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Discover the many faces of Jeju
Thursday, October 30, 2014
Just 73km long and 41km wide, South Korea's island of
packs in an incredibly rich natural and cultural heritage. Two million years after it was born from a volcanic eruption, this windswept island has become a popular holiday destination for Koreans and many tourists across Asia. Join us on
a whirlwind tour
of Jeju on Google Cultural Institute and Street View to see why.
Explore Jeju’s UNESCO World Wonders in 360 degrees
Volcanoes, mountains, caves, waterfalls—Jeju’s got them all. No wonder UNESCO designated it as a World Natural Heritage site in 2007 and we’ve now captured some of these views as online panoramas on Street View. Here are some of the new vistas on Google Maps and under the
section of the Google Cultural Institute:
Rising above the hills of eastern Jeju, Seongsan Ilchulbong is one of the island’s highest peaks, and features a distinctive volcanic crater at its summit that inspired its name, “castle mountain sunrise peak.”
The vista over Seongsan Ilchulbong
means “hill” in Jeju’s local dialect, though it actually refers to a small volcanic zone. Jeju is home to many of these mini-volcanoes and “Geomunoreum” is named “black hill” after the forest that grows in its center crater, so dense it appears black:
The forests at Geomunoreum
Created by ancient hot lava flows, Manjang Cave is one of the biggest lava tubes in the world. Only 1 km of its estimated 7.4km is open to tourists — Street View takes you inside for a glimpse of this huge natural tunnel.
Zoom into Jeju’s history with the Art Project
Jeju National Museum
has documented the cultural history of this island from its earliest artifacts, such as archaeological tools made from abalone shells dating to the Neolithic Age, all the way to the Joseon Dynasty, which lasted five centuries from 1392 to 1897. Today, they have put over 150 items onto the Google Cultural Institute, as well as two online exhibitions called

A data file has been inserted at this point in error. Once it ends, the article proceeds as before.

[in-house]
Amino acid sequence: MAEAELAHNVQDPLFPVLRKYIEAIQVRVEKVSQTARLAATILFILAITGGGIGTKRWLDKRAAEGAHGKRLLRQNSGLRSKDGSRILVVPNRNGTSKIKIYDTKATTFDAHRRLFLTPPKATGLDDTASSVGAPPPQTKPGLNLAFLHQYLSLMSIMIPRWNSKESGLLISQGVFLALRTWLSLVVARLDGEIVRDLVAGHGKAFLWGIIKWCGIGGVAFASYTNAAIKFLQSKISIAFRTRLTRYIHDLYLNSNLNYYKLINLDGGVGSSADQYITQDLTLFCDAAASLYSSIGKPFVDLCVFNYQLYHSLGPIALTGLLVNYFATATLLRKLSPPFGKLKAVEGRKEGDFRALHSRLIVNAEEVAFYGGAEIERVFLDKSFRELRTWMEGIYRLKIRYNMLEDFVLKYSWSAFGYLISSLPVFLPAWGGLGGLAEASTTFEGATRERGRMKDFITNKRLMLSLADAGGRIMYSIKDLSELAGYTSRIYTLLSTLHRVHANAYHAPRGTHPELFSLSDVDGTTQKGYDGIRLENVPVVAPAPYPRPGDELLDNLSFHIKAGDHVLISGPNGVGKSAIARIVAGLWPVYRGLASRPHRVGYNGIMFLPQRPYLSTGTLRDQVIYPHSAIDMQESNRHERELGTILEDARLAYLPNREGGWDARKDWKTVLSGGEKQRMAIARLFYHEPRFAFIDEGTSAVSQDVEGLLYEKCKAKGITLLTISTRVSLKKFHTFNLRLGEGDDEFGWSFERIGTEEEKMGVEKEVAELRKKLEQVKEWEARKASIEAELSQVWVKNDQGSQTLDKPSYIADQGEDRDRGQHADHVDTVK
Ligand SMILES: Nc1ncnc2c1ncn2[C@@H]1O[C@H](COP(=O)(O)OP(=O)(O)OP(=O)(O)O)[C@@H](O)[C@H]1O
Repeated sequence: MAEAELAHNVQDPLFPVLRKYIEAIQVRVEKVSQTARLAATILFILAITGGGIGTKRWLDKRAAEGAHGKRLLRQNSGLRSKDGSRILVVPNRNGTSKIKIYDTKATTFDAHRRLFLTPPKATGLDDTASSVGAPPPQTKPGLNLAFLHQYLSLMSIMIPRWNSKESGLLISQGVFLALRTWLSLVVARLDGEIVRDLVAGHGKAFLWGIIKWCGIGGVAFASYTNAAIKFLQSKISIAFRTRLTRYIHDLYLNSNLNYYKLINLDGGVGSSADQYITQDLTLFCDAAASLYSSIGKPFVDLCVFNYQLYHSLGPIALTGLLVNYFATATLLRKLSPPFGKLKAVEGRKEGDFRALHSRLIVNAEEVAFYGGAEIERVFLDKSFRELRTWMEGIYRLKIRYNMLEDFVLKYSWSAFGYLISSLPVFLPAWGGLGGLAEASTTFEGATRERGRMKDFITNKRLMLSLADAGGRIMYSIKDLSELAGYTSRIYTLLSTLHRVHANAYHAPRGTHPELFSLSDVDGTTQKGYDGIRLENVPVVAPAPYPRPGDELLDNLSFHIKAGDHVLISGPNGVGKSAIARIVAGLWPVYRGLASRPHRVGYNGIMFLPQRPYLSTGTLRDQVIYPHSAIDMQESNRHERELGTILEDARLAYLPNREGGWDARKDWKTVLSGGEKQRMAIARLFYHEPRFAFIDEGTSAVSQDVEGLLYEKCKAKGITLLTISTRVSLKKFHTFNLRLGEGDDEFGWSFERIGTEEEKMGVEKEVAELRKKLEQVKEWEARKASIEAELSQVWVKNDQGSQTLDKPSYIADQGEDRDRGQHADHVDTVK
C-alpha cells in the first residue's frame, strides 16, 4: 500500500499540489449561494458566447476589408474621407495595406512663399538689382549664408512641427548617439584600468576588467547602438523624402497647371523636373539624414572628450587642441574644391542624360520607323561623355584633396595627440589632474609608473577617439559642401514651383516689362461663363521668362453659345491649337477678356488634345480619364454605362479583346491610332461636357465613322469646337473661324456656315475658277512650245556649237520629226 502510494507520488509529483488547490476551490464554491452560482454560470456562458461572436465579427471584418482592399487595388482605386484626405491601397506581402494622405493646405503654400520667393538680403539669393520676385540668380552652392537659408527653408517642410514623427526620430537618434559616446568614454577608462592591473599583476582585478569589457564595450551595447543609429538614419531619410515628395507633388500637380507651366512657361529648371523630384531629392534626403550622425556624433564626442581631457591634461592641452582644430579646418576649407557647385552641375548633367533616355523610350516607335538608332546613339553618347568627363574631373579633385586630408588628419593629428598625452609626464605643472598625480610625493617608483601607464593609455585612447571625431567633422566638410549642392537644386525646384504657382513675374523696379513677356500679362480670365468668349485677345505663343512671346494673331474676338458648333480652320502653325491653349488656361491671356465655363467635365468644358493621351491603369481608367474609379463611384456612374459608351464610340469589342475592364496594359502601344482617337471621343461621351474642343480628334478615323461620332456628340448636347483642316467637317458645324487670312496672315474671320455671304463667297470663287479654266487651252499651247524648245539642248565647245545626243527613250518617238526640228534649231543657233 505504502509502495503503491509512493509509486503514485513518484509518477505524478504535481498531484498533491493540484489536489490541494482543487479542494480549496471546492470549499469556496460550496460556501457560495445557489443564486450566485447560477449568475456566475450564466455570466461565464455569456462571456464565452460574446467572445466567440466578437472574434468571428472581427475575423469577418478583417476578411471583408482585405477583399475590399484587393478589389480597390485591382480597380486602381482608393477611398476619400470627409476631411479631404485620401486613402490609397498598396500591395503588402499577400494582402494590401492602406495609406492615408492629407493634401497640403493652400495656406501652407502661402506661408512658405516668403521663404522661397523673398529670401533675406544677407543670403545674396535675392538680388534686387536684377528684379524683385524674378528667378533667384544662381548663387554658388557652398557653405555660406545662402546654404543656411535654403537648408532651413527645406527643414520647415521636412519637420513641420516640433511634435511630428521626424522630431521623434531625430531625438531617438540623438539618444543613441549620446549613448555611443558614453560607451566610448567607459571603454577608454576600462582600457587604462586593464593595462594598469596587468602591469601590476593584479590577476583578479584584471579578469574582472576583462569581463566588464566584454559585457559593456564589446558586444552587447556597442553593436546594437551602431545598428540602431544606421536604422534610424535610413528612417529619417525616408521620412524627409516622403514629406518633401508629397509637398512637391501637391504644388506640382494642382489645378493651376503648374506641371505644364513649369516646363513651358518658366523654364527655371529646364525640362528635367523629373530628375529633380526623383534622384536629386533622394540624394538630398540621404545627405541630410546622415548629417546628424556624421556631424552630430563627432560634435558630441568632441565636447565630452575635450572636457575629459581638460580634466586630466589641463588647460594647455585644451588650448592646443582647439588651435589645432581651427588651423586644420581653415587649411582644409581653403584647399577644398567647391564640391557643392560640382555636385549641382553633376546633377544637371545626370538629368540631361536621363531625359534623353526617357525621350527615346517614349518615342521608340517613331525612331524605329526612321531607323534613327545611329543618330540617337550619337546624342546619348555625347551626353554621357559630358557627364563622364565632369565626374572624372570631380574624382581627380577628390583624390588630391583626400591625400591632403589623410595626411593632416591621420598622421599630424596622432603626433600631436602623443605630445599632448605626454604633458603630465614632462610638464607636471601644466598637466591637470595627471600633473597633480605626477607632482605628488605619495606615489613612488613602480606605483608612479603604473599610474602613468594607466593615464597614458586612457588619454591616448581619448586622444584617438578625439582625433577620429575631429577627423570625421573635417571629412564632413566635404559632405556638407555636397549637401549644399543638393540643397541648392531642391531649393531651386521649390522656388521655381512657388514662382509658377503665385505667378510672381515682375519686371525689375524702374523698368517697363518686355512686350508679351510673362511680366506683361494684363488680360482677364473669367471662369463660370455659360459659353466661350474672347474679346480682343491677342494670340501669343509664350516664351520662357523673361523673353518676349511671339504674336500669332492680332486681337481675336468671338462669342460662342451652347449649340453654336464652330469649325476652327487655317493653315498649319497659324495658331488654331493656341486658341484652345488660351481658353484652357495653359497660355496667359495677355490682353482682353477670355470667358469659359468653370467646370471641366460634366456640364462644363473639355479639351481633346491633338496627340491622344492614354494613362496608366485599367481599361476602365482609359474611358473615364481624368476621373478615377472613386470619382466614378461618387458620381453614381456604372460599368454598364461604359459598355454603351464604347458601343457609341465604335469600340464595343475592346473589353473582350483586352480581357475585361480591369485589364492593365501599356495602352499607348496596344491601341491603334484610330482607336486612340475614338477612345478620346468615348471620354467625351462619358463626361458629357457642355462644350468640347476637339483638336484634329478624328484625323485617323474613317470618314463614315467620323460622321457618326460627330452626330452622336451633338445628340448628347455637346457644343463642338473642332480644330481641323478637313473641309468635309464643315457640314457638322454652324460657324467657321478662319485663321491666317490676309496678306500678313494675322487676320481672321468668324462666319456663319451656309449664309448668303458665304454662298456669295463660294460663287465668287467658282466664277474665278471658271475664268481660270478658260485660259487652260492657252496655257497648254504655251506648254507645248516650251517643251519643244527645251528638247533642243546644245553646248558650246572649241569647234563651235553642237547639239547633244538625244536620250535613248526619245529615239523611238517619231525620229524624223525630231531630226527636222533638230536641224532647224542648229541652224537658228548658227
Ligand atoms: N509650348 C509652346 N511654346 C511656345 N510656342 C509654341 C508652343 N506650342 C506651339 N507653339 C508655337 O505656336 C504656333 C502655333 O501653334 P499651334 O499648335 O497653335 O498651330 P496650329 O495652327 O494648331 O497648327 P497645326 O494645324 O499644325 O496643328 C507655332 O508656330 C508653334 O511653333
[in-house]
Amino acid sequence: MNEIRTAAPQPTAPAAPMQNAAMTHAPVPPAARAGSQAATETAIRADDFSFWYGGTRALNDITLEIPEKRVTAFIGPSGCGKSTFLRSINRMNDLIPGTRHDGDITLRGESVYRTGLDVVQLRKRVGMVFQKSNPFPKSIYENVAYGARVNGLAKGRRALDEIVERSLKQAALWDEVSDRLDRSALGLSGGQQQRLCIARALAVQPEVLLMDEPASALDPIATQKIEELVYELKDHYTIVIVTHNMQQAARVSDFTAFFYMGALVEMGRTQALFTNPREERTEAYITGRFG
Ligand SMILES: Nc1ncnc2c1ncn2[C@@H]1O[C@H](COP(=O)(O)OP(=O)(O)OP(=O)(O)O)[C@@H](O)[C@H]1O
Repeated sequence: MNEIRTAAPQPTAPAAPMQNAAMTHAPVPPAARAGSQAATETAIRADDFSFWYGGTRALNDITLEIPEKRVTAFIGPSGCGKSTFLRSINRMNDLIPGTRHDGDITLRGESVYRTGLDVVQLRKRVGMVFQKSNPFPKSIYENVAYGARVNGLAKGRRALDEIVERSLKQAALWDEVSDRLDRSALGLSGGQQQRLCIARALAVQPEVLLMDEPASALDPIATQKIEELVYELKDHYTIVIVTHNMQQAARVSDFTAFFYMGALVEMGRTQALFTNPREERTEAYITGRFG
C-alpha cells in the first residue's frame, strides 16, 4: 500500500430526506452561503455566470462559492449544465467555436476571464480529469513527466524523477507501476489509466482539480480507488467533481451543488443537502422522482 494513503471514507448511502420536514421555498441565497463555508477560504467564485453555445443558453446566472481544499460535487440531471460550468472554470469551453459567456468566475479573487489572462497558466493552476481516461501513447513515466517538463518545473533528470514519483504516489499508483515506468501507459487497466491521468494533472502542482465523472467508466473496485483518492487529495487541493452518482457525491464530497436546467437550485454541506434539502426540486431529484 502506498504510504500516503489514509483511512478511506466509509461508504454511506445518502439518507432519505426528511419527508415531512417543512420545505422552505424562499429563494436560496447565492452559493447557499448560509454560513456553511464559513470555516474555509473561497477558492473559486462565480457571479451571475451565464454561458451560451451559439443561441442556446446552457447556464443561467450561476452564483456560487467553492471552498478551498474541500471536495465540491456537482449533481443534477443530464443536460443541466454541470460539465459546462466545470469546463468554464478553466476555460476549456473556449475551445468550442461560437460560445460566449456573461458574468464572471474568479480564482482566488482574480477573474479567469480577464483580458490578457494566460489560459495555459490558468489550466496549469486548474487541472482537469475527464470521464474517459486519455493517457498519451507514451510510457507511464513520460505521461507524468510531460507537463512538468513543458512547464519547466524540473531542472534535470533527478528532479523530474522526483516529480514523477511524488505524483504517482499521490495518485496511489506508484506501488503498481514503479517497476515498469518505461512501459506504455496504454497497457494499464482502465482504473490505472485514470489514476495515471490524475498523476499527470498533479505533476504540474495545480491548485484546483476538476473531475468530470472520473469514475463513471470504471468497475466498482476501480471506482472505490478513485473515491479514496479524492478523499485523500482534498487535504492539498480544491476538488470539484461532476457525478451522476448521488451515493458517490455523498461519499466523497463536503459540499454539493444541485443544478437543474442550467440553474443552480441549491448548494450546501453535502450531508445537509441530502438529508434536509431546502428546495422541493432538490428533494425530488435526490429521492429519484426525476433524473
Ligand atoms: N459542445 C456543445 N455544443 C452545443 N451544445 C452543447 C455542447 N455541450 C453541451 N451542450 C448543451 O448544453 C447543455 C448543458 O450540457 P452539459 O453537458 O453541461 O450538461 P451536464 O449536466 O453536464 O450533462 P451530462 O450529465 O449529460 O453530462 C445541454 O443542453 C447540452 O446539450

Korean Horses: Galloping Across Space and Time
One of the highlights of the museum’s collection is
, a book of paintings from 1702, which depicts the events and landscapes from the Jeju governor’s royal procession around the island. You can zoom into the painting at high resolution to appreciate all the minute details.
Zoom into the details of the Tamna Sullyeokdo from the Jeju National Museum
Dive down with Jeju’s
in Historical Moments
Jeju is famous for its
, or “sea women,” who dive year-round to harvest abalone, conches, and other marine life. For generations, these courageous
have supported their families and the island’s economy by braving the freezing waters surrounding the island. Now, with the the population of female divers dwindling and aging (most of the
are in their 60s), it is more important than ever to preserve memories about this unique tradition for future generations.
Jeju Provincial Self-governing Haenyeo Museum
has documented the
customs since 2006. By unveiling four online exhibitions on the Cultural Institute they have curated today, we hope to convey the rugged, difficult depths that the women divers have frequented. Exhibits and photos of
are also highlighted as part of the Google Cultural Institute’s
Women in Culture
Imagery from the new Jeju Haenyeo exhibit on Google Cultural Institute
We are proud to help not only Koreans but people all over the world to virtually visit and explore the heritage of one of the country’s most beloved destinations. From the picturesque woods of Geomunoreum to the mysterious depths of the Manjang Caves, we hope you’ll be inspired by Jeju’s beauty that you’ll come and visit it in person one day.
Posted by Amit Sood, Director of the Google Cultural Institute
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